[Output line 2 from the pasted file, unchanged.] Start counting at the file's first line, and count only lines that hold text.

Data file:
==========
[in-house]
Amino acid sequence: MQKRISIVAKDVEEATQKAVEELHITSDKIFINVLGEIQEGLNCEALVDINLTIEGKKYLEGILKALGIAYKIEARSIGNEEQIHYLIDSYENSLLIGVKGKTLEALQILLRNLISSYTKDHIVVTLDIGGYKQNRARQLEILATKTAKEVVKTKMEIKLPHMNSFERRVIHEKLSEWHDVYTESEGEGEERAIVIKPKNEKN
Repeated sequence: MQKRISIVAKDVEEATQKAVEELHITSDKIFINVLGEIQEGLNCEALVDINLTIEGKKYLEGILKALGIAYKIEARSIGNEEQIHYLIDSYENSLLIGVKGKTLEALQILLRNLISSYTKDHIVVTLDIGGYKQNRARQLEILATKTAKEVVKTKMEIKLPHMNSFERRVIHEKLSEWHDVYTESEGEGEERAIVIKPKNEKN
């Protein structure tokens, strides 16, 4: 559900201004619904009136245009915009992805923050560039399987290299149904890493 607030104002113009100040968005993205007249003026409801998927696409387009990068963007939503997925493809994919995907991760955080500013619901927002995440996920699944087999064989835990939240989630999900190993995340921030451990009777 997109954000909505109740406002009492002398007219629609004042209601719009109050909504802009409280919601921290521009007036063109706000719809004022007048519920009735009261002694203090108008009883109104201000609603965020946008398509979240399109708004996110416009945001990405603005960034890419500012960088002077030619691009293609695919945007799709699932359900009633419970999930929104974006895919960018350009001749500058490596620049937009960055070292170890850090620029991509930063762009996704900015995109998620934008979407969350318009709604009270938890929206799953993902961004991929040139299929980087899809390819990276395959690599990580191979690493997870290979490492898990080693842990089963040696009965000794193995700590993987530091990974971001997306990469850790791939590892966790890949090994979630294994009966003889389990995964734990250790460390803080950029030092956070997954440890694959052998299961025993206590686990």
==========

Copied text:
Amino acid sequence: MQKRISIVAKDVEEATQKAVEELHITSDKIFINVLGEIQEGLNCEALVDINLTIEGKKYLEGILKALGIAYKIEARSIGNEEQIHYLIDSYENSLLIGVKGKTLEALQILLRNLISSYTKDHIVVTLDIGGYKQNRARQLEILATKTAKEVVKTKMEIKLPHMNSFERRVIHEKLSEWHDVYTESEGEGEERAIVIKPKNEKN